Written by Guest Blogger Dane, a WeCoAccessibility Specialist Intern.
The most well-known and thoroughly discussed accessibility techniques make websites more accessible for the people living with a sight-related disability who use screen readers. People who are deaf typically get less or even no consideration. This is because most people believe the deaf population don’t really suffer from web accessibility issues. They can see the images, use a mouse, and navigate the site just fine. Right?
Well, it all depends. Those who are deaf from birth may not actually read written english very well. It’s not that they are illiterate – it’s simply that they have learned sign language as their first language.
Sign language is defined as a system of gesturing, used by people who are deaf and/or hard of hearing to communicate. It is as varied as any spoken/written language, with hundreds of different dialects that include, British Sign Language, Gestuno (International Sign Language), and American Sign Language(ASL). In addition to hand gesturing, sign languages also rely heavily on facial expressions, and overall body language to make points. Unlike English or other word-based languages, speakers of sign language rely more on communicating concepts, rather than words. It is possible to interpret sign language into spoken languages, but doing so does not result in direct translation.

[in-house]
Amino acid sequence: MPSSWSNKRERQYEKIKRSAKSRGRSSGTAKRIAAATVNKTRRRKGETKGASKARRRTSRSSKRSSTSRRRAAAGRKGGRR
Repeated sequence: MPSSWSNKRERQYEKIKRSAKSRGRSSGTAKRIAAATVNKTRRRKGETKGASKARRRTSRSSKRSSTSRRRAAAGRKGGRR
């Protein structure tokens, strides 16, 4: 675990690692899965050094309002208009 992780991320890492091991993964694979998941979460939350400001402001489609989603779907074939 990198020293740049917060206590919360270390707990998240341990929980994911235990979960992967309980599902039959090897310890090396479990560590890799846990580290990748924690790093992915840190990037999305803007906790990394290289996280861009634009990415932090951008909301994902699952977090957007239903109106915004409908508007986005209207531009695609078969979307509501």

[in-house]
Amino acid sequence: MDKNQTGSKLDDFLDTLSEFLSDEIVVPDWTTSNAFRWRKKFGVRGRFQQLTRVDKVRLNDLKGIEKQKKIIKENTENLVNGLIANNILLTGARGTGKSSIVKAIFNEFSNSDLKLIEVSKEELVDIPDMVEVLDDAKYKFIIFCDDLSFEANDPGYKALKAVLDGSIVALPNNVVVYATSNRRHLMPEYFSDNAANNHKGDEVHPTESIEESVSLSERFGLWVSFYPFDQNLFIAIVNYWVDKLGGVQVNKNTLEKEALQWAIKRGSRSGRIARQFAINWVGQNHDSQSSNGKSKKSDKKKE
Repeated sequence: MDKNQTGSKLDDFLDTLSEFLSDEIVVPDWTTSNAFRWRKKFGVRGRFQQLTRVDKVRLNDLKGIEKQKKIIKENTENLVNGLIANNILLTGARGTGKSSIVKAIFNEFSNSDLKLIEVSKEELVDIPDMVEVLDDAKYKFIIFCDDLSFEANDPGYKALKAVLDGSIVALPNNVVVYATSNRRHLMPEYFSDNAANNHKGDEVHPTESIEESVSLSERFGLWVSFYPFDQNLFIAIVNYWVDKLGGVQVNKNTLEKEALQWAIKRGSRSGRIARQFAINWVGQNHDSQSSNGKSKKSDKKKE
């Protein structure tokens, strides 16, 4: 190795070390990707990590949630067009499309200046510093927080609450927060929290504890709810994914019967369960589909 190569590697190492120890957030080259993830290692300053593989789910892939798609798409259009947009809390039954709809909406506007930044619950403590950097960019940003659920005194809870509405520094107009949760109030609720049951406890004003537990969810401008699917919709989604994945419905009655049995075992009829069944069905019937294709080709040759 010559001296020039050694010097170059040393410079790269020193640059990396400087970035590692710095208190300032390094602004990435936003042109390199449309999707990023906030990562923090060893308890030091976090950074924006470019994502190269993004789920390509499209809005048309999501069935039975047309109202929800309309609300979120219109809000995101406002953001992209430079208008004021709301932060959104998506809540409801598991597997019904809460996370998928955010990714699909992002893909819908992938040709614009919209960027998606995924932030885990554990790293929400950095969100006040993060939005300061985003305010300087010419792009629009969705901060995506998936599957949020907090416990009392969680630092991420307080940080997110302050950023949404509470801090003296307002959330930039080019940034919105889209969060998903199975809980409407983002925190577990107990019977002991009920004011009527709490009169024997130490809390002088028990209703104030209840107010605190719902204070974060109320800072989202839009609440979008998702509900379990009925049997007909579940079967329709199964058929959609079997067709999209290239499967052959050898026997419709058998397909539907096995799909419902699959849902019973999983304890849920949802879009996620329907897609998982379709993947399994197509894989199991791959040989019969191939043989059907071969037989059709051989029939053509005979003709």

American Sign Language
American Sign Language, was derived mainly from French Sign Language. “In the early 1800s, a minister to the deaf named Thomas Hopkins Gallaudet traveled from America to Europe to learn teaching techniques. In England, he met Roch-Ambroise Cucurron, Abbé Sicard, the director of a school for the deaf in Paris. (HowStuffWorks)” While in Europe, Gallaudet learned techniques for teaching sign language, as well as some signs used in Europe at that time. He then met Laurent Clerc, one of Abbé Sicard’s students. They then established a school for the deaf in 1817, in Hartford, CT. The version of sign language they taught eventually became what is now known as American Sign Language, which is considered one of the most comprehensive sign languages.
American Sign Language Basics
Even though users of ASL may not vocalize while signing, it’s still common for users to refer to signing as speaking. In general, the person signing is referred to as a speaker, and the other person in the conversation is referred to as a receiver. When receiving signs, it’s a good idea to focus on the speaker’s facial expressions, and eyes, while using peripheral vision to see the actual hand signs. The reason for this is that speakers of ASL rely heavily on their facial expressions, and overall body language, to communicate concepts. Thus, failing to interpret facial expressions can lead to a complete misunderstanding between speaker and receiver.
In some cases, learning to read and write Standard English can be difficult for some users of ASL, since English and ASL have different systems of grammar and structure, and complex rules, which apply to English, but do not apply to American Sign Language. Also, for some, not being able to hear spoken English can lead to difficulties while learning to read. Therefore, to ensure digital accessibility, it’s a good idea to adhere to Plain Language Initiative, both in the context of the US Federal Government, as well as generally.
For more articles on digital accessibility and people living with disabilities, view
WeCo’s IT Accessibility Information Blog.